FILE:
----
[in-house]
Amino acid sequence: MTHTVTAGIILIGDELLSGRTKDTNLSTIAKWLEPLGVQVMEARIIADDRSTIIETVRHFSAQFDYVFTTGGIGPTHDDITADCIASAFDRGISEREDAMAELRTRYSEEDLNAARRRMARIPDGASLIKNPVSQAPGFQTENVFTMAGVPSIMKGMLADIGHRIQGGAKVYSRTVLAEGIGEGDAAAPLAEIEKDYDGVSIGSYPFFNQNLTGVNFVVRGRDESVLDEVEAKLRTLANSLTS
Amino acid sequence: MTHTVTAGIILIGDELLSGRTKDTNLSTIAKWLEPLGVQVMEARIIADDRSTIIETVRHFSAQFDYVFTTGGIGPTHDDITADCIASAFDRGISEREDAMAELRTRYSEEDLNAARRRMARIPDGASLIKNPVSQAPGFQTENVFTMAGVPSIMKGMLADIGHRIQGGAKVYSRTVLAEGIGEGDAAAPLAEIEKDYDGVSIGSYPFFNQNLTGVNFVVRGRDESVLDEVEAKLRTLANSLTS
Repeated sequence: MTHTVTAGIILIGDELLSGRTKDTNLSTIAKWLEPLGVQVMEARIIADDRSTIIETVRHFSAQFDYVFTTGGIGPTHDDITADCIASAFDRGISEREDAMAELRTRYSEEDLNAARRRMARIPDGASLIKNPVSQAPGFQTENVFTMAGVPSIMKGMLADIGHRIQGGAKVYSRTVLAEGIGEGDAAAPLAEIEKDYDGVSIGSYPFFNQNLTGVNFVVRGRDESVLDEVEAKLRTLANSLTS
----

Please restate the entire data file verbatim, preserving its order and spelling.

[in-house]
Amino acid sequence: MTHTVTAGIILIGDELLSGRTKDTNLSTIAKWLEPLGVQVMEARIIADDRSTIIETVRHFSAQFDYVFTTGGIGPTHDDITADCIASAFDRGISEREDAMAELRTRYSEEDLNAARRRMARIPDGASLIKNPVSQAPGFQTENVFTMAGVPSIMKGMLADIGHRIQGGAKVYSRTVLAEGIGEGDAAAPLAEIEKDYDGVSIGSYPFFNQNLTGVNFVVRGRDESVLDEVEAKLRTLANSLTS
Amino acid sequence: MTHTVTAGIILIGDELLSGRTKDTNLSTIAKWLEPLGVQVMEARIIADDRSTIIETVRHFSAQFDYVFTTGGIGPTHDDITADCIASAFDRGISEREDAMAELRTRYSEEDLNAARRRMARIPDGASLIKNPVSQAPGFQTENVFTMAGVPSIMKGMLADIGHRIQGGAKVYSRTVLAEGIGEGDAAAPLAEIEKDYDGVSIGSYPFFNQNLTGVNFVVRGRDESVLDEVEAKLRTLANSLTS
Repeated sequence: MTHTVTAGIILIGDELLSGRTKDTNLSTIAKWLEPLGVQVMEARIIADDRSTIIETVRHFSAQFDYVFTTGGIGPTHDDITADCIASAFDRGISEREDAMAELRTRYSEEDLNAARRRMARIPDGASLIKNPVSQAPGFQTENVFTMAGVPSIMKGMLADIGHRIQGGAKVYSRTVLAEGIGEGDAAAPLAEIEKDYDGVSIGSYPFFNQNLTGVNFVVRGRDESVLDEVEAKLRTLANSLTS